How world champion triathlete Holly Lawrence and her team used IMU Step to guide her return to running journey
Over the past 20 years, Dean Golich has been a pioneer in the application of exercise physiology, power training and altitude training to improve the athletic performance of national, world and Olympic champions. Dean also has vast experience working in the NHL with the Toronto Maple Leafs and Edmonton Oilers, in NASCAR, in the NBA with the Brooklyn Nets, and in cycling and triathlon.
Midway through 2018, Dean started working with 2016 Ironman 70.3 World Champion Holly Lawrence. He began coaching Holly after she suffered an injury racing at the Oceanside Ironman in Southern California and underwent corrective surgery. Six months later, Holly is back to racing, finishing first in her comeback race and winning her first race of 2019 in Dubai. Throughout the rehab process, Dean turned to IMeasureU to help guide Holly back to peak performance.
“Holly had a navicular fracture and I started working with her right before she had the surgery”, said Dean. “Just in case anyone doesn’t know, the navicular is in the foot and it plays an important role in maintaining the medial longitudinal arch of the foot. And because of the extent of the fracture, a screw had to be used to repair it.”
“With the data from IMU Step we were able to take Holly through a data driven rehabilitation process which led her to successfully recover from her navicular fracture and go on to win her first race back and also her first race of 2019 in Dubai”
Ensuring that the injured bone was healing correctly was Dean’s first priority. To monitor and profile this adaptation, he utilized IMU Step’s Cumulative Bone Load metric during Holly’s running sessions in the AlterG anti-gravity treadmill.
“The first profile we wanted to take a look at using IMU Step was right away when she was ready for the AlterG. As you can see on her profile here, the difference between the left and right in terms of Cumulative Bone Load is pretty obvious with the right being the injured leg and the left being the healthy leg. Looking at these asymmetries using IMU Step proved incredibly insightful right from the start of Holly’s rehab process”.
“When athletes first get back on the AlterG, it is common practice to use their body weight to estimate how much load the athlete is going to be exposed to. This is then used to create a return to play protocol.” Dean continues. “But that load is never actually measured, and without IMeasureU, we wouldn’t have been able to measure it either.”
Having reliable data during this rehabilitation process allowed Dean to construct an informed plan and safely progress Holly’s volume and intensity over time.
“As we know from measuring the load on an AlterG, they always overestimate the support which is provided to the athlete and they always underestimate the speed contribution to the overall load. This is something to remember, the speed is what has the most impact and as soon as you increase the speed, tibial acceleration increases dramatically.”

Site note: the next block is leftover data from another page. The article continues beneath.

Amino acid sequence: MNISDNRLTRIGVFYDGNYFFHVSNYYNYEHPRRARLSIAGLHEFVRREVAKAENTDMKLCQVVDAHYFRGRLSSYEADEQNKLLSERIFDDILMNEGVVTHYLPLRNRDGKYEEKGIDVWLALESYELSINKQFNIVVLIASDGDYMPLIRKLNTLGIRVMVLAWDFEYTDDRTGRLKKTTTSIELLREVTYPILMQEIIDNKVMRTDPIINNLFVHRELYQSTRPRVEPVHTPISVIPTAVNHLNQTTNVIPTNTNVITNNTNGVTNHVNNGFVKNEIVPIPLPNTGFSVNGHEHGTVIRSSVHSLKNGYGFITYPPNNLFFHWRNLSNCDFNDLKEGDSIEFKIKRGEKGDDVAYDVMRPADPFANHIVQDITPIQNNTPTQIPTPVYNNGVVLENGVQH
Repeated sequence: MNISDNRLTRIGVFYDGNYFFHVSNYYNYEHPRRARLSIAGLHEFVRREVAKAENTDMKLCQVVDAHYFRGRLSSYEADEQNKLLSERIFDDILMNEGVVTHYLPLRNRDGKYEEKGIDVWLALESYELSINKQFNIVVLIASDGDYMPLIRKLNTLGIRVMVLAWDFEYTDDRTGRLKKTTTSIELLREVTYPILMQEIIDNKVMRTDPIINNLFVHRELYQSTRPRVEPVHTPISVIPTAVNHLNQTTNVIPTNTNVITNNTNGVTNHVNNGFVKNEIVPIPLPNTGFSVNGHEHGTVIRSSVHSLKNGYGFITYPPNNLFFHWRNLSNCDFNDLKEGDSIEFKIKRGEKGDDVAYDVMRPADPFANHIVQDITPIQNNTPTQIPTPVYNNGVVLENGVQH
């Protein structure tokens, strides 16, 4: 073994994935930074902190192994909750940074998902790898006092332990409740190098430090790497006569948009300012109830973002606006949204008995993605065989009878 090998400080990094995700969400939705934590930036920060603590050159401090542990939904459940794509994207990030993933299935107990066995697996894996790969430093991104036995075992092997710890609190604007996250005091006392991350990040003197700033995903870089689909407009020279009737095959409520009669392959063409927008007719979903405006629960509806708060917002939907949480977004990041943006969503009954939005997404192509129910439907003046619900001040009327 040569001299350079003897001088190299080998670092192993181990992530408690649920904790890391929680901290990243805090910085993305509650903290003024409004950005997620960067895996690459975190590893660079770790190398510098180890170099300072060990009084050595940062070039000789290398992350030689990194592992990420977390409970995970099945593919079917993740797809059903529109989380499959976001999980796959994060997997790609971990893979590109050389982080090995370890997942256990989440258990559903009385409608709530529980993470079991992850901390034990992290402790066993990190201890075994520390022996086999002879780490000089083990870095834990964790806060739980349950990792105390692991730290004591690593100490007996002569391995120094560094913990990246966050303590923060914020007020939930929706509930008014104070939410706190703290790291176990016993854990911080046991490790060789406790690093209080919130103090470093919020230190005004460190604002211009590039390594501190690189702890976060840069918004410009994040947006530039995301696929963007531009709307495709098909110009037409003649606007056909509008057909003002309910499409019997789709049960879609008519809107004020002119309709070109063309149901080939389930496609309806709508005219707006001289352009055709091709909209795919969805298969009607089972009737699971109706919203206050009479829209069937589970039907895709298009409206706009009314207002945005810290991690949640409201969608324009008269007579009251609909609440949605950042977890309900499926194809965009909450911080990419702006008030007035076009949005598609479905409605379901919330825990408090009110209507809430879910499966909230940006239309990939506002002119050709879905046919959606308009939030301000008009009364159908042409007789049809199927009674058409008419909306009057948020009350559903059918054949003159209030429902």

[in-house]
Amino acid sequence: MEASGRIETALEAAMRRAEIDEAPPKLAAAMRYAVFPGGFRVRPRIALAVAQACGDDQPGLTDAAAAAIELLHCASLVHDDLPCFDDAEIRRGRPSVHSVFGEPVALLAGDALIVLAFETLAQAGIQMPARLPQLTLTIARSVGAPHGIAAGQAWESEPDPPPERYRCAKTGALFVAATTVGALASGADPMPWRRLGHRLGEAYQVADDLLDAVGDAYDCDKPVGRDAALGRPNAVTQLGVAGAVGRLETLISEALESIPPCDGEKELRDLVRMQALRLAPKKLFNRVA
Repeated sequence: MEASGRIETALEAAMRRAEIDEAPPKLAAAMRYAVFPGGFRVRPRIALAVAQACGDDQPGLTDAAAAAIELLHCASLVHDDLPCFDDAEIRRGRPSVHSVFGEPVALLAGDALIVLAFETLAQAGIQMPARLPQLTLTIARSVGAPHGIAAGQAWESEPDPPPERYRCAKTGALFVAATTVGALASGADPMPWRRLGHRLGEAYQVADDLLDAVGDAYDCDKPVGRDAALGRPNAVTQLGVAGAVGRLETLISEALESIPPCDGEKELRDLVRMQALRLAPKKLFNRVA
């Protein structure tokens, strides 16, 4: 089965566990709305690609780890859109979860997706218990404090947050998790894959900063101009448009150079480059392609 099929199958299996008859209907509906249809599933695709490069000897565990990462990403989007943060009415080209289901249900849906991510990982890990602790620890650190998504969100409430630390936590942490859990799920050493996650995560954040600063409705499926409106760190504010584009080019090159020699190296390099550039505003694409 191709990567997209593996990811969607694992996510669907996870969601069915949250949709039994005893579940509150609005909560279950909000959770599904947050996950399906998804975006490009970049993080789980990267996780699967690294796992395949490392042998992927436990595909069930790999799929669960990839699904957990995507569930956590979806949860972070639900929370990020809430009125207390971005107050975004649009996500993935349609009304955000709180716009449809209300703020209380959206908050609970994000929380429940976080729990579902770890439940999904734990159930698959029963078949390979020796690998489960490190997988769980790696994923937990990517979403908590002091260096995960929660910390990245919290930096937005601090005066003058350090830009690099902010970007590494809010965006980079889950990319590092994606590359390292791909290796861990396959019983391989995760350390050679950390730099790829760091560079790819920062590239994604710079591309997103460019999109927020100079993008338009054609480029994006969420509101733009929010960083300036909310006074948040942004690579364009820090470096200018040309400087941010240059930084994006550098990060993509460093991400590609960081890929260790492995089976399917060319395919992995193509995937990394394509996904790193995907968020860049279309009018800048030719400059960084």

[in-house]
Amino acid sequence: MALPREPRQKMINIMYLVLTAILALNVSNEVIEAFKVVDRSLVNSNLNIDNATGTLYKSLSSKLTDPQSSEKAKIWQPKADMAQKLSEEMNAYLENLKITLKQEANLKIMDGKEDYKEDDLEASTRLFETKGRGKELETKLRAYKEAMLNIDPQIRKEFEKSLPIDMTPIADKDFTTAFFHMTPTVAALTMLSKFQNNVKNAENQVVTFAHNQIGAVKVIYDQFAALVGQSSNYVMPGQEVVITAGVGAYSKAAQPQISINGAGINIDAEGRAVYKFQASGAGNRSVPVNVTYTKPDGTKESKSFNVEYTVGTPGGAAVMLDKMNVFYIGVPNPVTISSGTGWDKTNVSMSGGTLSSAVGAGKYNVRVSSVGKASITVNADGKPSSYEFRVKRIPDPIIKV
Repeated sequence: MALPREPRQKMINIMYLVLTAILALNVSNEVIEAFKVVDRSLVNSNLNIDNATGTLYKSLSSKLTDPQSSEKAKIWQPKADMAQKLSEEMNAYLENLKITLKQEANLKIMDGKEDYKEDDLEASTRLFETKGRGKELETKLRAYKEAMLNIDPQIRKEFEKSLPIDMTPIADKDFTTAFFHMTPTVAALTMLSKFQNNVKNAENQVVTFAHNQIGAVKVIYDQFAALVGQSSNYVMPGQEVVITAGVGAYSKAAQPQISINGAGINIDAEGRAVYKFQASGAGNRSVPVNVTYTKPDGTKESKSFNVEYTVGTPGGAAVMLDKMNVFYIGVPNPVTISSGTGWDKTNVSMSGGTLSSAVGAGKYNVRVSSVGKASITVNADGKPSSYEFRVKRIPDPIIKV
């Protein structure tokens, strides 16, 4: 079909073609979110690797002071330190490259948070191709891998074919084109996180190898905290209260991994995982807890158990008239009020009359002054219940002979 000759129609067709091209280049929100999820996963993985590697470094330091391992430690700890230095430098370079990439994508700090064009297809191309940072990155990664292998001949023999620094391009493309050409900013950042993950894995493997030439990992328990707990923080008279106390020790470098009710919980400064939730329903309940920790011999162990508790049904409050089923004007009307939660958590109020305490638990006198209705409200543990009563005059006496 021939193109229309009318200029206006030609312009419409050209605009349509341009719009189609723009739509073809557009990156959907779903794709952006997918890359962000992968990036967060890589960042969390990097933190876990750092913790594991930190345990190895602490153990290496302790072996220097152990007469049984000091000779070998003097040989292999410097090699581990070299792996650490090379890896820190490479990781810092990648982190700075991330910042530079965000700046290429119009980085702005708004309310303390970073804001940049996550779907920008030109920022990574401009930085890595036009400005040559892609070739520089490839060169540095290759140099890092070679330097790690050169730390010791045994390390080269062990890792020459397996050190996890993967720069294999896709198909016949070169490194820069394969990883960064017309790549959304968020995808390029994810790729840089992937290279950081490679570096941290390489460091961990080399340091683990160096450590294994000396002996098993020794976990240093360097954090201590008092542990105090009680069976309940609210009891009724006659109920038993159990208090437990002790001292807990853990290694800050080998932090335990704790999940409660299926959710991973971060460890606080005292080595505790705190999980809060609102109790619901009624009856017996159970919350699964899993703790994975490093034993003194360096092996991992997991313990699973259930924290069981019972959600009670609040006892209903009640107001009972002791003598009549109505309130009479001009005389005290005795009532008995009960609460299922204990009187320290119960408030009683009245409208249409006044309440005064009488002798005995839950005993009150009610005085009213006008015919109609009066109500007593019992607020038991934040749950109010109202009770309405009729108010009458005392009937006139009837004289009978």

“We started with 3, 4 and 5 minute loading cycles multiple times per day at really slow speeds with a 50% reduction in body weight,” Dean continues. “To get bone load stimulus we focused on the frequency of stimulus rather than concentrating on the volume. And as you can see in the next figure, the difference between the cumulative load on the left and right is very low and we are running faster, as demonstrated by the intensity score. These positive results were backed up by MRI scans which showed positive adaptation in the bone.”
“As we moved through the rehabilitation process, we switched our focus from bone load to G load (intensity) and where that G came from. As you can see in the next figure, the impacts are still showing to be higher on the left compared to the right but we also found that ground contact times were pretty slow. However, one word of caution when looking at figures like this is that if you don’t have baseline measures, which we didn’t, its difficult to know what the ‘norm’ is,” Dean said. “Although we didn’t have any IMU case study data from Holly pre injury, we did have some other data which gave us an idea of where she was at.”
“As we progressed through rehab, we concluded that it was more of a muscle tendon and ligament adaptation that we needed to develop rather than bone as it was initially. We came to this conclusion due to bone load asymmetries equalizing and fitness markers normalizing, but more importantly injured leg ground contact time was staying the same, if not increasing compared to the non-injured leg. My thinking was that due to Holly being in a boot, when she transitioned out of it there would be an initial increase in stiffness but now that running was taking place at higher and higher loads, the elasticity was increasing. And it was this decrease in stiffness and increase in elasticity that led us to believe that it was the connective tissues which needed the adaptation.”
IMU step allowed Dean to monitor and adjust the low, medium and high bouts of load which Holly was being exposed to. Tracking this intensity was one of Dean’s main priorities as Holly progressed to running pain free.
”The increase in intensity is highlighted in the 2 figures below with a periodized increase and subsequent decrease in medium intensity volume (top) and a gradual increase in high intensity volume (bottom).”
“Many of my protocols when it comes to bone load and ligament load have been heavily influenced by Keith Barr among others (1, 2, 3). If anyone is interested in this area, I would encourage them to watch a video below from the MIT Sloan conference 2 years ago where David Martin from the Philadelphia 76’ers discussed this in detail”